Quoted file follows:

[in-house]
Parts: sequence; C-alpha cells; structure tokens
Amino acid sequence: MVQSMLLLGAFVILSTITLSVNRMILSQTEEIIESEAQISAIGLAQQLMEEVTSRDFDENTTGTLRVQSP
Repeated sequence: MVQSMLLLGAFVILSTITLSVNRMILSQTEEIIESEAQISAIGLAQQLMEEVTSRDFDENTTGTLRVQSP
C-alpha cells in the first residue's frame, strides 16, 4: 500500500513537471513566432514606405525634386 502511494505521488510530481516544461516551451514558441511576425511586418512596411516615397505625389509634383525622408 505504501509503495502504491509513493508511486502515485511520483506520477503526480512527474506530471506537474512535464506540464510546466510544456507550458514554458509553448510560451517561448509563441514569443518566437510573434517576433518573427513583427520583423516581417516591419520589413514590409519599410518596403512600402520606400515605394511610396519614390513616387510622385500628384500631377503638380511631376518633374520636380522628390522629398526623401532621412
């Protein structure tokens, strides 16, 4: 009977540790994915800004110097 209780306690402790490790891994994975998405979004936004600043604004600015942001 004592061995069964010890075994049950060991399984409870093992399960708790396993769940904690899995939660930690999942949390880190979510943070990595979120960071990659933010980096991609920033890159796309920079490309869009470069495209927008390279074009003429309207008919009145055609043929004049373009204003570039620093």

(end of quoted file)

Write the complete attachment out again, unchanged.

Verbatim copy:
[in-house]
Parts: sequence; C-alpha cells; structure tokens
Amino acid sequence: MVQSMLLLGAFVILSTITLSVNRMILSQTEEIIESEAQISAIGLAQQLMEEVTSRDFDENTTGTLRVQSP
Repeated sequence: MVQSMLLLGAFVILSTITLSVNRMILSQTEEIIESEAQISAIGLAQQLMEEVTSRDFDENTTGTLRVQSP
C-alpha cells in the first residue's frame, strides 16, 4: 500500500513537471513566432514606405525634386 502511494505521488510530481516544461516551451514558441511576425511586418512596411516615397505625389509634383525622408 505504501509503495502504491509513493508511486502515485511520483506520477503526480512527474506530471506537474512535464506540464510546466510544456507550458514554458509553448510560451517561448509563441514569443518566437510573434517576433518573427513583427520583423516581417516591419520589413514590409519599410518596403512600402520606400515605394511610396519614390513616387510622385500628384500631377503638380511631376518633374520636380522628390522629398526623401532621412
């Protein structure tokens, strides 16, 4: 009977540790994915800004110097 209780306690402790490790891994994975998405979004936004600043604004600015942001 004592061995069964010890075994049950060991399984409870093992399960708790396993769940904690899995939660930690999942949390880190979510943070990595979120960071990659933010980096991609920033890159796309920079490309869009470069495209927008390279074009003429309207008919009145055609043929004049373009204003570039620093």